In an earlier post I talked about what makes a good toy, contrasting two rival consumer mindsets against one another as partially to blame for the problem with toys imported from China: on one hand the desire (or expectation) for safety and quality at knock-down prices; on the other hand – the (almost) accepted transitory nature of many products and the subsequent unwillingness to spend money on products where safety and quality are taken extremely
seriously.

So where the true cost of quality has eluded people, and the effects of low quality not being completely clear (until now), it has been an easy option for many companies caught in this dilemma to go for Chinese-manufactured products as keeping manufacture in Europe or the US would simply have created prices that consumers would not be willing to pay.

However this is beginning to change. First indications of this was the emergent trading up, trading down trend where people deliberately sought to save money through highly thrifty shopping for everyday essentials, yet splashing out on upgrading select items in luxury outlets. Yet, contributing to the warped sense of value is of course the flip-side to all this, where reports and documentaries detailing how many luxury labels charge a premium for the ‘perception’ of quality they embody, but in actual fact many products are manufactured just the same as ordinary priced items. Luxury items simply command a higher margin, with labels pocketing the change.

What people are beginning to understand is what exactly the elusive term ‘quality’ means. It appears that Quality functions like a broad stroke term to encompass high expectations on:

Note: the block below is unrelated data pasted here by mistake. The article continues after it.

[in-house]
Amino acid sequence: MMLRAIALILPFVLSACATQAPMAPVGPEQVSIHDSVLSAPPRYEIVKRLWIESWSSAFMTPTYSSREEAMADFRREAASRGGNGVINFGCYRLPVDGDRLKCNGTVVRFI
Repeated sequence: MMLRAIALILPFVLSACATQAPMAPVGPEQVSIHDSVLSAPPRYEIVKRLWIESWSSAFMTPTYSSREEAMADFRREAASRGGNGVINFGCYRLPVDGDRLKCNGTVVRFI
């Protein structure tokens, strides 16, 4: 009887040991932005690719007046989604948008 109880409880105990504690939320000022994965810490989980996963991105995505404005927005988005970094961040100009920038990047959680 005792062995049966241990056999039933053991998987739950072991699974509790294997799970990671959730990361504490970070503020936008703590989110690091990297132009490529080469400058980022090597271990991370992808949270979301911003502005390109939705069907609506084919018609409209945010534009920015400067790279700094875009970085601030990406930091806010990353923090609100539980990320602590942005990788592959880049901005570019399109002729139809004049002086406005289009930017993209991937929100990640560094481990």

•     Material
  •     Finishing
  •     Design and Usability
  •     Functionality, features and compatibility
  •     Ethics and sustainability
  •     Health and Safety
  •     Environmental Impact
  •     Service and replace-ability

Many still refuse to pay the premium that this may translate to in the short term, but as we increasingly begin to be able to factor the costs of the long-term impact of such choices – it becomes very hard to sustain the argument. Leading this change is the growing attention paid to corporate social responsibility and initiatives like the Deeper Luxury report by WWF UK where the media response to this could be the tipping point for the Industry as suggested by CSRwire

Report_cover
Media Response to WWF-UK Report on Luxury Brands Could Be Tipping Point for the Industry.


Last week over fifty newspapers and magazines from Britain, Brazil,
Australia, New Zealand, Italy and Switzerland reported on the corporate
responsibility of the world’s largest holding companies of luxury
brands. For the first time they had been ranked on their ethical
performance in the report Deeper Luxury: Quality and Style When the
World Matters
, which was published by environmental group WWF-UK. The
news went ‘viral’ through trade journals and blogs on fashion, jewelry,
and celebrities.

The
report “could herald a huge change in the way global luxury brands
operate,” states Fashion UK.(1) ‘The luxury goods industry looks like
it’s having its own Nike moment,” suggests UN corporate reporting
expert Dr Anthony Miller, referring to the mid-90’s criticism of labour
practices in Nike’s supply chain that made the company invest heavily